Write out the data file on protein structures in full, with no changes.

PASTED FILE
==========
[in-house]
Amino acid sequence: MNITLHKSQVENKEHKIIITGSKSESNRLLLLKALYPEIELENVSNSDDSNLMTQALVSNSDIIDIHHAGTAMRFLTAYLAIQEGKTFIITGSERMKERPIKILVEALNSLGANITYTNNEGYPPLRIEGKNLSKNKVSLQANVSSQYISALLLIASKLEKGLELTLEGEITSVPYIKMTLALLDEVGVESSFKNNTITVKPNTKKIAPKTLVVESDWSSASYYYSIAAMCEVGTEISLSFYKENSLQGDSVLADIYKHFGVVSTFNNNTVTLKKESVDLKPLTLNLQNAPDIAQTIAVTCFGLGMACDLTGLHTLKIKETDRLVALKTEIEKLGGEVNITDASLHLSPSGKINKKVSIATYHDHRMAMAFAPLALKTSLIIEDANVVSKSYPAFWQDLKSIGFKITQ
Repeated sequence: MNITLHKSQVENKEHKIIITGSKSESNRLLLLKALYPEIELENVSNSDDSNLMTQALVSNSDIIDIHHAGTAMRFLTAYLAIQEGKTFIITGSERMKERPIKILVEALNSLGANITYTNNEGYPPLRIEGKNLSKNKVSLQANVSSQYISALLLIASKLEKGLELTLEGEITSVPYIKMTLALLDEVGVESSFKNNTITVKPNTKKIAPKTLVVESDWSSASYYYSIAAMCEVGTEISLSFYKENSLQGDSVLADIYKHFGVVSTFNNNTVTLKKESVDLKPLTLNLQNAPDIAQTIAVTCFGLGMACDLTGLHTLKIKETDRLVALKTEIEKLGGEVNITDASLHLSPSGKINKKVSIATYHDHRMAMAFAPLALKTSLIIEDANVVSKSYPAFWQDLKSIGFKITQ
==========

[in-house]
Amino acid sequence: MNITLHKSQVENKEHKIIITGSKSESNRLLLLKALYPEIELENVSNSDDSNLMTQALVSNSDIIDIHHAGTAMRFLTAYLAIQEGKTFIITGSERMKERPIKILVEALNSLGANITYTNNEGYPPLRIEGKNLSKNKVSLQANVSSQYISALLLIASKLEKGLELTLEGEITSVPYIKMTLALLDEVGVESSFKNNTITVKPNTKKIAPKTLVVESDWSSASYYYSIAAMCEVGTEISLSFYKENSLQGDSVLADIYKHFGVVSTFNNNTVTLKKESVDLKPLTLNLQNAPDIAQTIAVTCFGLGMACDLTGLHTLKIKETDRLVALKTEIEKLGGEVNITDASLHLSPSGKINKKVSIATYHDHRMAMAFAPLALKTSLIIEDANVVSKSYPAFWQDLKSIGFKITQ
Repeated sequence: MNITLHKSQVENKEHKIIITGSKSESNRLLLLKALYPEIELENVSNSDDSNLMTQALVSNSDIIDIHHAGTAMRFLTAYLAIQEGKTFIITGSERMKERPIKILVEALNSLGANITYTNNEGYPPLRIEGKNLSKNKVSLQANVSSQYISALLLIASKLEKGLELTLEGEITSVPYIKMTLALLDEVGVESSFKNNTITVKPNTKKIAPKTLVVESDWSSASYYYSIAAMCEVGTEISLSFYKENSLQGDSVLADIYKHFGVVSTFNNNTVTLKKESVDLKPLTLNLQNAPDIAQTIAVTCFGLGMACDLTGLHTLKIKETDRLVALKTEIEKLGGEVNITDASLHLSPSGKINKKVSIATYHDHRMAMAFAPLALKTSLIIEDANVVSKSYPAFWQDLKSIGFKITQ